Last of the Westland Whigs

In the late 17th century, the 'Westland Whigs' were the radical descendants of earlier Covenanters who had defied the absolutist rule of Stuart kings in south west Scotland.

Saturday, October 07, 2006

Mote of Mark -the book

Just spotted a short review of this book in new issue of British Archaeology magazine.

I wonder - will it will it say more on critical questions than can be found in TDGNHAS : 1973 : Laing L. :The Angles in Scotland and the Morte of Mark ?

1. Was there a post-Roman 'kingdom of Rheged' in Galloway/ Solway Firth region? If not, what was there here?

2. Anglian advance - occupation appears to have ended in late 7th century when the site was set on fire and find of (from memory) piece of bone with Anglian runes on it has suggested it was the Angles wot done it. Can this be linked with Daphne Brooke's theory of more extensive/ intensive Anglian impact in 'Northumbrian Settlements in Galloway and Carrick: PSAS: 1991 ?

Will find out in due course.

The Mote of Mark: A Dark Age Hillfort in South-West Scotland
by Lloyd Laing and David Longley

The Mote of Mark is a low boss of granite rising from forty-five metres above the eastern shore of Rough Firth, where the Urr Water enters the Solway, between the villages of Kippford and Rockcliffe. The summit comprises a central hollow between two raised areas of rock and was formerly defended by a stone and timber rampart enclosing one third of an acre. The Mote of Mark appears to have first attracted the attention of antiquaries in the late eighteenth century, and first assumed national importance with Alexander Curle's major work in 1913. After the interruption of the First World War, the site was left largely alone until it was re-excavated in the 1970s. These excavations, in 1973 and '79 were designed to answer three specific questions: How many phases of activity are represented in the structural history of the defences? How many phases of activity are represented by the evidence for Early Medieval metalworking and occupation? And, how does the evidence of occupation within the defences relate to the structural history of the defences? This book presents the results of the excavations and their interpretation within the framework of these questions. 216p, 8p of col pls, many b/w figs (Oxbow Books 2006)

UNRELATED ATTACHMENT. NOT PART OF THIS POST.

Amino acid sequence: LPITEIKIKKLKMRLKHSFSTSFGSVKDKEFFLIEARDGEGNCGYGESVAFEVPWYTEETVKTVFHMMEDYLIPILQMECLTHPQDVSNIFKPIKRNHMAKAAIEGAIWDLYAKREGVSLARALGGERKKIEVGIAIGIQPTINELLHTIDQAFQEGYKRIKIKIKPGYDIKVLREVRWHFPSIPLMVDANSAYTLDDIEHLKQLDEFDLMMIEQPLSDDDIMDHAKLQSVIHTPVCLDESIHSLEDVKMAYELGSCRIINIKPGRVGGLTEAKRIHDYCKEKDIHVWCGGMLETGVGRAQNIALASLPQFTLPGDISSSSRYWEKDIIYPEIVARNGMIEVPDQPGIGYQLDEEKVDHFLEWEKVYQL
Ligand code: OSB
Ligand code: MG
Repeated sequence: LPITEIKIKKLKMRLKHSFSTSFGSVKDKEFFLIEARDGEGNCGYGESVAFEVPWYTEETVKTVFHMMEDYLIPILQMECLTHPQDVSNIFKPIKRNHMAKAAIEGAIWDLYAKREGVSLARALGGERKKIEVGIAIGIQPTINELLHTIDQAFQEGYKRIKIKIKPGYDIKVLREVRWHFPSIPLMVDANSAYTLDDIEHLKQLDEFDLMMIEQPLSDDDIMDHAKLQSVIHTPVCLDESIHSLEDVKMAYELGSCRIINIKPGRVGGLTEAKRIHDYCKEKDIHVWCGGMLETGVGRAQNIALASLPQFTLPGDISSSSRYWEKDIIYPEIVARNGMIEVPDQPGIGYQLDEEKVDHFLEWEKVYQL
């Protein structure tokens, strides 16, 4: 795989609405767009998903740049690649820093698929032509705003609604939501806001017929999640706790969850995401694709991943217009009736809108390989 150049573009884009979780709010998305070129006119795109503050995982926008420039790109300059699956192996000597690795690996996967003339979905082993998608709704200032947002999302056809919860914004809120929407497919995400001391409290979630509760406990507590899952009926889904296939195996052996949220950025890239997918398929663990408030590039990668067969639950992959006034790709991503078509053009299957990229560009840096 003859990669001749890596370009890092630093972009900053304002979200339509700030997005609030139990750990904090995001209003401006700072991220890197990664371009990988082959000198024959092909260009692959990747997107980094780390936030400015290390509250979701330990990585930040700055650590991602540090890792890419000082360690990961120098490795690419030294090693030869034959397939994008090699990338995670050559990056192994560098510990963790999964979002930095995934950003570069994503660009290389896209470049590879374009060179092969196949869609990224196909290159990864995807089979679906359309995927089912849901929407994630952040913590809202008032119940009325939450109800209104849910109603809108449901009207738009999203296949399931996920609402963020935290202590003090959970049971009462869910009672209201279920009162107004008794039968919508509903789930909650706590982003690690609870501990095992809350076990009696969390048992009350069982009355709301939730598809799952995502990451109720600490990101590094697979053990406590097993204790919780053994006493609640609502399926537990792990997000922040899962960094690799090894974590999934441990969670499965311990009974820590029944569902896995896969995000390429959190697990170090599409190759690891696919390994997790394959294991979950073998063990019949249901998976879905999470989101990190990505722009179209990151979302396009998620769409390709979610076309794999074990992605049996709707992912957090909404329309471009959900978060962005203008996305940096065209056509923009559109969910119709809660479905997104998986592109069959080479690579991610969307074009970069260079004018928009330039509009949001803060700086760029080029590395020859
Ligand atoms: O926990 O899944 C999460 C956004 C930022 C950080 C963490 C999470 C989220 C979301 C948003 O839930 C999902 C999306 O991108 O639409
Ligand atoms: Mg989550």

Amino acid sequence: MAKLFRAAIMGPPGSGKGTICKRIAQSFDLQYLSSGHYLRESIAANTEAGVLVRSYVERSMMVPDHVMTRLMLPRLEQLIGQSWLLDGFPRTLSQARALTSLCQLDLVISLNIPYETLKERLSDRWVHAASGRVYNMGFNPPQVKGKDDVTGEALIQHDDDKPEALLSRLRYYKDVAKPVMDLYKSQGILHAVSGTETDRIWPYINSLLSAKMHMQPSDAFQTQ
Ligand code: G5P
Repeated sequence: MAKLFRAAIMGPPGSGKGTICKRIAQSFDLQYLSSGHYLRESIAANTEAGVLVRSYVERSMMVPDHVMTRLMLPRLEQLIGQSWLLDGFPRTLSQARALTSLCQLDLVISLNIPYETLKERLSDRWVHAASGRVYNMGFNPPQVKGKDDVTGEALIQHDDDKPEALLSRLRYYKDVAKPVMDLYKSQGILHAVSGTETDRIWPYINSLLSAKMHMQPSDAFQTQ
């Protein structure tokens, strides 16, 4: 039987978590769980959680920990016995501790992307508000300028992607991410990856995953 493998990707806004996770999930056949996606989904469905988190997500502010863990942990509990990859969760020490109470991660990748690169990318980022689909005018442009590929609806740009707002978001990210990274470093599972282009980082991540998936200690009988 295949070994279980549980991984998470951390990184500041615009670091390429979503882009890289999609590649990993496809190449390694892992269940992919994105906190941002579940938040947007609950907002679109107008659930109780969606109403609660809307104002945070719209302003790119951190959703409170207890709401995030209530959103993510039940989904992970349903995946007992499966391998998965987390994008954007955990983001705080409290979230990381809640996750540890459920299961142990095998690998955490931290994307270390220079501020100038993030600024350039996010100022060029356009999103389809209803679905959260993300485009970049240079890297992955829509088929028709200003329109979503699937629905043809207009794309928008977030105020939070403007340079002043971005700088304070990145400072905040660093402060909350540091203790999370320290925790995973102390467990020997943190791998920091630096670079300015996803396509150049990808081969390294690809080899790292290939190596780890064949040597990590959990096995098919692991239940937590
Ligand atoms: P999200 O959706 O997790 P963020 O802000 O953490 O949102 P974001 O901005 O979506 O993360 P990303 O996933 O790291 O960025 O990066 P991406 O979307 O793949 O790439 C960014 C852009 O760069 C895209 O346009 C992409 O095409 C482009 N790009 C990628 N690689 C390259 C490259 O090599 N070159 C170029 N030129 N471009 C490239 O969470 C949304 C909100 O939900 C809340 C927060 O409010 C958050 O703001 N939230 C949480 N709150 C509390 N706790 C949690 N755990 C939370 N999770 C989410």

ISBN 1842172174. Price GB £45.00


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